• Coastal sands dominated by Acacia rostellifera, Eucalyptus oraria and Eucalyptus obtusiflora

    Floristically, this community is similar to other Acacia rostellifera communities but is differentiated on structure, being dominated by mallee eucalypts. The community occurs on limestone ridges, in some swales in the coastal dunes between Cape Burney and Dongara, on the Greenough Alluvial Flats on limestone soil and near Tarcoola Beach. Some very small occurrences have also been recorded on the limestone scarp north of the Buller River.

    Threats: Clearing

    Category (WA) – Priority 1

    For more information visit the DPaW website.

  • *Subtropical and Temperate Coastal Saltmarsh

    Consists of the assemblage of plants, animals and micro-organisms associated with saltmarsh in coastal regions of sub-tropical and temperate Australia (south of 23o S latitude). The habitat is coastal areas under tidal influence. In southern latitudes saltmarsh are the dominant habitat in the intertidal zone and often occur in association with estuaries. It is typically restricted to the upper intertidal environment, generally between the elevation of the mean high tide, and the mean spring tide. The community consists mainly of salt-tolerant vegetation (halophytes) including: grasses, herbs, reeds, sedges and shrubs.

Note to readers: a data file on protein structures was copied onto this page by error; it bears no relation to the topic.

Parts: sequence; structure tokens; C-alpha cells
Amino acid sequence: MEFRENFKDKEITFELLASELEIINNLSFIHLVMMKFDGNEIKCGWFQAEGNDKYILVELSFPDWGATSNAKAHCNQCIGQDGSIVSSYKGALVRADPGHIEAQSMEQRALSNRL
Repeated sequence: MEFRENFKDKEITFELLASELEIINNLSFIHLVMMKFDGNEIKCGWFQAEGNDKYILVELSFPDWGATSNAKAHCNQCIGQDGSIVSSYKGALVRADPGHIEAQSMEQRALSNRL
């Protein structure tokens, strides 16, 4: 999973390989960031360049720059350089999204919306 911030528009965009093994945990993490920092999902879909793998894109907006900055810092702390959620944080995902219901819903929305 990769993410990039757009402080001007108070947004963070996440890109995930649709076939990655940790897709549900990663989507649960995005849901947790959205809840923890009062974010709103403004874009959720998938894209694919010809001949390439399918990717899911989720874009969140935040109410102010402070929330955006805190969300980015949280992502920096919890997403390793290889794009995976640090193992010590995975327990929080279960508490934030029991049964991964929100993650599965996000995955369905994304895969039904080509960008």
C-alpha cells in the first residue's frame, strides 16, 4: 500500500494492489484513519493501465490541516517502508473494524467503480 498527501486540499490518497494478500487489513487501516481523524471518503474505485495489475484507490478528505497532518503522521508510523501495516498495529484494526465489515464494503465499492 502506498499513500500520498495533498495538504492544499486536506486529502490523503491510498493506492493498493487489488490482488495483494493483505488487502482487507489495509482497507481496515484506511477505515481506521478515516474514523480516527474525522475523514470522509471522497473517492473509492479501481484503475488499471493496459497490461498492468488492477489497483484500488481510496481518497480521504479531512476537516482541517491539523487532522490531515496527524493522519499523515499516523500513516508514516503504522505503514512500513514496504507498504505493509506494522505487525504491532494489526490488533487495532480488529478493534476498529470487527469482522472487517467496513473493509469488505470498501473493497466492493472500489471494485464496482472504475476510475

Succulent herbs and grasses generally dominate and vegetation is generally <0.5m tall with the exception of some reeds and sedges. Many species of non-vascular plants are also found in saltmarsh, including epiphytic algae, diatoms and cyanobacterial mats. Saltmarsh consists of many vascular plant species but is dominated by relatively few families. There is also typically a high degree of endemism at the species level. The two most widely represented coastal saltmarsh plant families are the Chenopodiaceae and Poaceae. Four structural saltmarsh forms are currently recognised based on dominance of a particular vegetation type:

    • dominance by succulent shrubs (e.g. Tecticornia)
    • dominance by grasses (e.g. Sporobolus virginicus)
    • dominance by sedges and grasses (e.g. Juncus kraussii, Gahnia trifida)
    • dominance by herbs (e.g. low-growing creeping plants such as Wilsonia backhousei, Samolus repens, Schoenus nitens).

    Category (WA) – Priority 3(iii)

    Category EPBC Act – Vulnerable TEC

    For more information visit the DPaW website.

Groundwater Areas

  • Gascoyne Groundwater Area

    The Gascoyne Groundwater Area extends north to Kalbarri and bounds the Arrowsmith Groundwater Area east to pastoral country. The largest groundwater aquifer occurs in the Yarragadee Formation, which has an estimated yield of 22.5 million m³/year (NACC, 2005). Groundwater from fractured rock aquifers in the eastern, inland part of the region is predominantly saline and poor yielding. This region of the Gascoyne Groundwater Area falls under the Carnarvon Artesian Basin Allocation Plan.